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Wai Man Yip
Anthony Chau-Sang Wong
A thoroughly entertaining and uproariously funny superhero action-comedy that is a genuine comedic treat this Chinese New Year
Clearly inspired by the Disney/ Pixar animation "The Incredibles", Hong Kong funnyman Vincent Kok's latest film "Mr and Mrs Incredible" follows a similar story arc in sketching the ordinary lives of two extraordinary people- or retired superheroes, to be more precise. They are the debonair Gazer Warrior (Louis Koo), whose superpower as his name suggests is his laser-like gaze, and the delightful Aroma Warrior (Sandra Ng), whose superpower as her name suggests is her beguiling aroma.
Married for close to ten years now, Gazer and Aroma Warrior are now enjoying anonymity as Huan and Red respectively in the secluded Rainbow Village. How secluded is it really? Well, an utterly hilarious opening sequence tells of how it takes one month for the newspaper to be delivered from the capital to the village- by then even "new news" is already "old news", Huan remarks.
While Huan spends his time reading the "old newspaper" for his fellow illiterate villagers, Red runs a humble restaurant where a trio of plump middle-aged gossip-monger ladies spend their time extolling their plus- sizes and criticising Red's svelte figure. The monotony of their lives has taken its toll on their marriage, most prominently their sexual drive and by extension their ability to conceive- despite their best attempts at trying to inject passion and excitement into their lives.
Like the husband-wife couple in "The Incredibles" therefore, Huan and Red continue to look back with fond memories on the extraordinary crime- fighting days. Life hasn't been much of a kick (pun intended) anymore compared to the past, the latter of which we get a glimpse of through an extended flashback. This consists of an OTT but laugh-out-loud sequence where Gazer takes out four bank-robbing pest-robbers (I kid you not)- namely Ant, Cockroach, Devil Scorpion and Toad- and another amusing sequence where Aroma punishes an abusive husband (Chapman To in a cameo). Vincent Kok's script also takes the opportunity to poke fun at Hollywood's masked vigilante, Batman, by having Gazer adopt a deep, growling voice, a la Christian Bale's Bruce Wayne.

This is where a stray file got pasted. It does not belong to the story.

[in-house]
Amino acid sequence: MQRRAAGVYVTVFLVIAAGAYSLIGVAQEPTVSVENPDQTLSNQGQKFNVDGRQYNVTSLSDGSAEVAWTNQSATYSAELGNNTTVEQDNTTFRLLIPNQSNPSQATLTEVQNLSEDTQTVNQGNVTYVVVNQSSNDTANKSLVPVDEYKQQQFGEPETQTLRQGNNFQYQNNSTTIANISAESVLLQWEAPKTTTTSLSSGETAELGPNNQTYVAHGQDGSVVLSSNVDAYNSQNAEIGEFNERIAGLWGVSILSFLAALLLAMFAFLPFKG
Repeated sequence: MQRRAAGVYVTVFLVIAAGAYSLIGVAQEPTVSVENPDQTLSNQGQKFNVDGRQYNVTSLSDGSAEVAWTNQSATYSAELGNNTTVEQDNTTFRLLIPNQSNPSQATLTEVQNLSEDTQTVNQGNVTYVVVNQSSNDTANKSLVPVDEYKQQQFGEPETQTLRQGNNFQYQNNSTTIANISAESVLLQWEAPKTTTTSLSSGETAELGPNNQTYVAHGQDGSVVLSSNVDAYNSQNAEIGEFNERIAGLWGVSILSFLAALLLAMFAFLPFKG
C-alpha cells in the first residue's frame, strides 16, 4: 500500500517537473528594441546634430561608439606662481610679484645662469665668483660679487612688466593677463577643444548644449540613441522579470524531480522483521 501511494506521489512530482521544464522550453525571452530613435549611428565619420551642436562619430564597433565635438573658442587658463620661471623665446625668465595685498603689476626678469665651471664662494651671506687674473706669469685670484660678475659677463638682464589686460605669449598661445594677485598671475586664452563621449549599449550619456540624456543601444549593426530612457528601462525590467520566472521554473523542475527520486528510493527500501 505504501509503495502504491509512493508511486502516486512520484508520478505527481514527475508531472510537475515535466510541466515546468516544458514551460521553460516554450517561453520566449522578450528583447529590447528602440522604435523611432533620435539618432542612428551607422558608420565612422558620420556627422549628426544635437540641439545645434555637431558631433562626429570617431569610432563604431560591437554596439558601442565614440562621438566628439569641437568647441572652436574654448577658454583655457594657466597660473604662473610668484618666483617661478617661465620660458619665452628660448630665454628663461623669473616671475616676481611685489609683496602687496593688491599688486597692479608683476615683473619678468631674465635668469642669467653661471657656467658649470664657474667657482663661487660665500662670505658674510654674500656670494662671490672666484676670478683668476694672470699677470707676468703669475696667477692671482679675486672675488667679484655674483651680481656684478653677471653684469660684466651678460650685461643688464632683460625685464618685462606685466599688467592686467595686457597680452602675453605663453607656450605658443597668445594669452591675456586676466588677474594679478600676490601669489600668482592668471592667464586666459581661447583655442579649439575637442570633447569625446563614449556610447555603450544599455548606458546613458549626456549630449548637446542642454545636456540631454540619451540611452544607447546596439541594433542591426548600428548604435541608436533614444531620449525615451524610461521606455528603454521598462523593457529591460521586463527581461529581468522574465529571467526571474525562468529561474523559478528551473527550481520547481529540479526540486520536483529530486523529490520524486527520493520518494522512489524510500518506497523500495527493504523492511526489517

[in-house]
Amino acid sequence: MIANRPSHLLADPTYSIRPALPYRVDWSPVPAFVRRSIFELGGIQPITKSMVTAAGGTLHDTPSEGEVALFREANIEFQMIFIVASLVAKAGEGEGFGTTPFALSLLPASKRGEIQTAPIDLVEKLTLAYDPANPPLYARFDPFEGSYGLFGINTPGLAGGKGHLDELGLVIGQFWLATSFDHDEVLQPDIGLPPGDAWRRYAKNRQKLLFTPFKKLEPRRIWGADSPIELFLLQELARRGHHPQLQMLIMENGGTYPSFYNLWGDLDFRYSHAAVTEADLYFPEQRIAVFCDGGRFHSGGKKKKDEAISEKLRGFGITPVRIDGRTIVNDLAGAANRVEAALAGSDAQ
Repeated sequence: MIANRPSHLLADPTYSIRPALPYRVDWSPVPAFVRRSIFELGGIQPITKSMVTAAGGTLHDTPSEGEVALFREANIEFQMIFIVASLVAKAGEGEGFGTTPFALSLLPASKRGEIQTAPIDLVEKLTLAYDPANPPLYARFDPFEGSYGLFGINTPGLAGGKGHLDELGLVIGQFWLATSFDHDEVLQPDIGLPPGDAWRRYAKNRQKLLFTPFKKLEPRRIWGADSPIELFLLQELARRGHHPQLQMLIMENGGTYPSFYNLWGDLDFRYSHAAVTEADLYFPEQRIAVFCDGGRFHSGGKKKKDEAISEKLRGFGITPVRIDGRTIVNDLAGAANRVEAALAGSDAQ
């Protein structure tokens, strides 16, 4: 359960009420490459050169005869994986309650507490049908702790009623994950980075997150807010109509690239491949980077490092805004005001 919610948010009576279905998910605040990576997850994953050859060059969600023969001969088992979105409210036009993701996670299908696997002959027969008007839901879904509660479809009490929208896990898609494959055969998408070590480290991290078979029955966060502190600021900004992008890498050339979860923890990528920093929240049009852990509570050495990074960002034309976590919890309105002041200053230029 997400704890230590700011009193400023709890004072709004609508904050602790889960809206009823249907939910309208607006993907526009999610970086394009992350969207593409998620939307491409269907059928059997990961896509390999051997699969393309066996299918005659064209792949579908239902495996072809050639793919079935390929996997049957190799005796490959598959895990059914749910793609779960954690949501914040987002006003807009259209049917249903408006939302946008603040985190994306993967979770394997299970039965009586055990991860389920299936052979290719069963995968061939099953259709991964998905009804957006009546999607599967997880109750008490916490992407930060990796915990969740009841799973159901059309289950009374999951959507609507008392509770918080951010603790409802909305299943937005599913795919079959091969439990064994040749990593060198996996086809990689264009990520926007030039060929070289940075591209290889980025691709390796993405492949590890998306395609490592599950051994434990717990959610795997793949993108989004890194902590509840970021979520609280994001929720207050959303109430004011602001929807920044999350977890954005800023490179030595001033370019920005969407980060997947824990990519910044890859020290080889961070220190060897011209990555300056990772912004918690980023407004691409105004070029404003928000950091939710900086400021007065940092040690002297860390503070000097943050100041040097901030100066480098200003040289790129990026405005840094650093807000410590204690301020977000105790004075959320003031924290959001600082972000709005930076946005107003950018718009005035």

While the flashback boasts the kind of exaggerated slapstick which is signature of many Hong Kong's 'mo lei tau' comedies, Kok adopts a surprisingly low-key approach for most of the movie- whether in terms of physical or verbal comedy- when finding humour in the tedium of his characters' seemingly ordinary lives. Kok also eschews the frenetic pace often associated with his movies in favour of a more relaxed, easygoing and spontaneous style here- perhaps a deliberate influence of producer Peter Chan.
One good example of this is Huan and Red's visit with a real estate agent to a prospective house beside a picturesque lake. Rather than simply dash to the comedic punchlines, Kok spends more time on the buildup as Huan and Red devise methods to depreciate the price of the house- including pulling off a chunk of wall and crushing it to bits to deceive the agent into thinking that the house is made of inferior materials, and purposely causing a crack in the fireplace that runs right up to the chimney. While many Hong Kong comedies have tended to hurl its barrage of jokes relentlessly at its audience to largely hit- and-miss results, there is a distinct sense that the gags are much more calculated here, and indeed most of them are genuinely funny.
It's a pity then that less thought has been put into the story which largely remains stagnant until the last third of the movie, when a martial arts competition held in their village that turns out to be a sinister power-grabbing (literally) attempt forces Gazer and Aroma out of retirement mode. For a movie that's been relatively light on CGI for the most of its duration, its CG-packed finale may come as a bit of a surprise, but kudos to Vincent Kok for not over-doing the special effects, employing it judiciously enough for the dramatic climax.
Despite its shortcomings, "Mr and Mrs Incredible" remains an thoroughly entertaining, and uproariously funny superhero action-comedy. Louis Koo reveals a hidden gift for deadpan humour here as Gazer, and he shares a nice rapport with the ever-amusing Sandra Ng throughout the film. Of course, one may easily find fault for how derivative this may be of "The Incredibles" or even "Mr and Mrs Smith", but what it lacks in originality, it more than makes up for with a generous helping of wit and humour.
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